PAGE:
Understanding the meaning of lactose intolerance

Are you lactose intolerant? Do you suffer from digestion problems like flatulence, bloating, cramps etc following milk and dairy product intake? This article helps in getting a complete understanding about lactose intolerance, its symptoms, diagnosis, its types and management. It explains the terms like low-lactose or lactose-free and lactase products with simple explanations about what is lactose and functions of enzyme lactase.

Lactose Intolerance

Lactose intolerance is a condition, in which some individuals are unable to digest lactose sugar causing digestive problems like flatulence, bloating, cramps, and diarrhea.It results from deficiency of lactase enzyme or hypolactasia. Such individuals may have digestive problems after eating or drinking milk or milk products.

Understanding lactose, a sugar.

Lactose is a simple disaccharide sugar containing glucose and galactose units. It is found in milk and milk products and is a major component of whey, a by-product of dairy products. It aids in absorption and retention of minerals like calcium, magnesium, zinc and manganese. It also helps to promote intestinal health by contributing to the maintenance on healthy intestinal flora and act as nutrient source of energy for the body. Use of lactose as an ingredient in infant nutrition in the form of infant formula has markedly increased over time among food industry to match the composition of human milk.

Understanding lactose in the intestine

During food digestion in the small intestine, lactose is broken down by enzyme lactase into glucose and galactose, which are then absorbed into the bloodstream. Lactase is an enzyme found on the small intestinal villi (small brush like structure present on intestinal lining). This is a lactose tolerance state

In lactase intolerance state, lactose remains undigested and passes to the colon in large intestine, where it is broken down by bacteria into organic acids, gas and water in turn causing digestive problems. Thus lactase deficiency causes lactose malabsorption leading to lactose intolerance.

Understanding causes and types of lactase deficiency

Most lactose intolerant people can tolerate some amount of lactose in diet and do not need to completely avoid them, while a very few may need to avoid it altogether. This depends upon the type of lactase deficiency.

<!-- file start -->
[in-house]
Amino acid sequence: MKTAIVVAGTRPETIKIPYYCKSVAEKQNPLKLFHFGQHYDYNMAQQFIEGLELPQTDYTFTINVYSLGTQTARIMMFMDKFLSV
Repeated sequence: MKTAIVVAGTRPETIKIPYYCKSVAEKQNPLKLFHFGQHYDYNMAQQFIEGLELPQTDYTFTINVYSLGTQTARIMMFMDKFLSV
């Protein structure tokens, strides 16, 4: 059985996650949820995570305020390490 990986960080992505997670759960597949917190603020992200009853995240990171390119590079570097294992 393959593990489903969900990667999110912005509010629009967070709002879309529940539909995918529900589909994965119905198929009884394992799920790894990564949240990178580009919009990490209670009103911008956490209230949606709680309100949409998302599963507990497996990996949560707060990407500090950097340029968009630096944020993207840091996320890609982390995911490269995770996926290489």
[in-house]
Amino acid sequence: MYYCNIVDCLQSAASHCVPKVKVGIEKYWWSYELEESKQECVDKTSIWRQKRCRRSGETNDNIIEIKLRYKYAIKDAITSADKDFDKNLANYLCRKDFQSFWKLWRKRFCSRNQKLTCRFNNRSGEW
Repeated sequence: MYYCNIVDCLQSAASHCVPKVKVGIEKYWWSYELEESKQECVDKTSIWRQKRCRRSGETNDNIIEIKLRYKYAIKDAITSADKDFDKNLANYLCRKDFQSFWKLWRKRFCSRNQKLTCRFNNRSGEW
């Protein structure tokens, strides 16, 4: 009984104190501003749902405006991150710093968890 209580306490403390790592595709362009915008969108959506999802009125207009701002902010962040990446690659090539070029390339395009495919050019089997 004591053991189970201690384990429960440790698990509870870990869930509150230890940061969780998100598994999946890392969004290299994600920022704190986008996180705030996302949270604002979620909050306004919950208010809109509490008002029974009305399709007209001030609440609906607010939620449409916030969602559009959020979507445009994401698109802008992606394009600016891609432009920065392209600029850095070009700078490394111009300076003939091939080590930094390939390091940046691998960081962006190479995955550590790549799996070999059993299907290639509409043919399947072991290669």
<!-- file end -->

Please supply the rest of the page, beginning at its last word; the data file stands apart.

There are 4 types of lactose deficiency/ intolerance

  • Primary lactase deficiency:
  • This is the most common type of lactase deficiency and is primarily result of aging. Milk drinking mammals including humans are generally born with functional lactase enzyme for digesting lactose. However, with time in adulthood in some individuals the ability of lactase production declines. This is controlled by genetic makeup that is often inherited, aging and diet patterns of an individual. Various ethnic and racial groups like African Americans, Asian Americans, and Hispanic are more prone to lactose intolerance because of their genetic makeup. It is the most common type.
  • Secondary lactase deficiency:
  • An infection, underlying diseases, surgery or an injury to the small intestine or the villi producing lactase enzyme may cause lactase enzyme dysfunction leading to lactose intolerance state.
  • Developmental lactase deficiency:
  • It develops in infants those are born prematurely. The condition may last for short period.
  • Congenital lactase deficiency:
  • Mutation or a defective gene may result in little or no lactase enzyme in an individual from birth. This extremely rare case of deficiency is often inherited and may be life-threatening for babies intolerant to breast milk.

Understanding Lactose Intolerance symptoms

Symptoms of lactose intolerance vary among individuals depending upon the amount of lactose they can tolerate. And usually appear 2 minutes to 2 hours after consuming milk or milk products. Common symptoms are

  • Flatulence or gas

  • Bloating or feeling of fullness

  • Abdominal cramps, pain

  • Diarrhea, nausea

Other health problem like bone problems may be encountered by lactose intolerant individuals from deficiency of essential nutrients like vitamins and minerals. Avoiding or restricting lactose in diet may interfere with absorption and retention of essential nutrients, and keep people from consuming nutrient rich foods.

Understanding Lactose Intolerance and milk allergy

Lactose Intolerance is not a milk allergy. It is important to understand that lactose intolerance is a digestive problem due to an enzyme deficiency, while milk allergy is an immunological reaction in the body against milk protein. Lactose intolerance develops in adulthood and can be managed by reducing lactose in the diet. However, allergy to milk develops exclusively in infants, babies and continues lifelong and needs to be managed by replacement of milk with special nutritional formula. It can be life threatening with symptoms like eczema, nausea, diarrhea, colic, respiratory dysfunction, anaphylaxis etc.

Understanding Lactose Intolerance diagnosis

Digestive symptoms in lactose Intolerance resemble symptoms in other medical conditions like irritable bowel syndrome, celiac disease, inflammatory bowel disease etc. Hence it is important to make proper diagnosis of lactose intolerance under a doctor's guidance.